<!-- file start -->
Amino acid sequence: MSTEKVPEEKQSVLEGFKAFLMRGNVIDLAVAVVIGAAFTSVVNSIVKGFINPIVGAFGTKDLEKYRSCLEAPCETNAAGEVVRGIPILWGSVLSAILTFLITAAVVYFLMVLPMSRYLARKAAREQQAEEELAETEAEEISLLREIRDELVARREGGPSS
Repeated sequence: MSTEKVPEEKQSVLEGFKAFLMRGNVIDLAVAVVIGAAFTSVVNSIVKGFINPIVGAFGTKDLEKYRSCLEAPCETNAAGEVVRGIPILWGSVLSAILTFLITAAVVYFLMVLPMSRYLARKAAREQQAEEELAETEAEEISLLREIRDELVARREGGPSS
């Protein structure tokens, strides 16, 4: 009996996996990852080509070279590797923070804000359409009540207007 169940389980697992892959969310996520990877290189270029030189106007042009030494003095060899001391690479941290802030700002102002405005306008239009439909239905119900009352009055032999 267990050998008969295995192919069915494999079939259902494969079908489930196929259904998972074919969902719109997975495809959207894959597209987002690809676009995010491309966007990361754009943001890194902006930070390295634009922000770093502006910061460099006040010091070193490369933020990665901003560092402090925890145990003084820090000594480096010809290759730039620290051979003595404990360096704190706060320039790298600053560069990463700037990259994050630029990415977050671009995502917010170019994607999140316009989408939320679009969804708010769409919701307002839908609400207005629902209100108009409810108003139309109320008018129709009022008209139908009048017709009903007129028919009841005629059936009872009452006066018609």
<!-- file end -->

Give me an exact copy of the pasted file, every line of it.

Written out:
Amino acid sequence: MSTEKVPEEKQSVLEGFKAFLMRGNVIDLAVAVVIGAAFTSVVNSIVKGFINPIVGAFGTKDLEKYRSCLEAPCETNAAGEVVRGIPILWGSVLSAILTFLITAAVVYFLMVLPMSRYLARKAAREQQAEEELAETEAEEISLLREIRDELVARREGGPSS
Repeated sequence: MSTEKVPEEKQSVLEGFKAFLMRGNVIDLAVAVVIGAAFTSVVNSIVKGFINPIVGAFGTKDLEKYRSCLEAPCETNAAGEVVRGIPILWGSVLSAILTFLITAAVVYFLMVLPMSRYLARKAAREQQAEEELAETEAEEISLLREIRDELVARREGGPSS
């Protein structure tokens, strides 16, 4: 009996996996990852080509070279590797923070804000359409009540207007 169940389980697992892959969310996520990877290189270029030189106007042009030494003095060899001391690479941290802030700002102002405005306008239009439909239905119900009352009055032999 267990050998008969295995192919069915494999079939259902494969079908489930196929259904998972074919969902719109997975495809959207894959597209987002690809676009995010491309966007990361754009943001890194902006930070390295634009922000770093502006910061460099006040010091070193490369933020990665901003560092402090925890145990003084820090000594480096010809290759730039620290051979003595404990360096704190706060320039790298600053560069990463700037990259994050630029990415977050671009995502917010170019994607999140316009989408939320679009969804708010769409919701307002839908609400207005629902209100108009409810108003139309109320008018129709009022008209139908009048017709009903007129028919009841005629059936009872009452006066018609």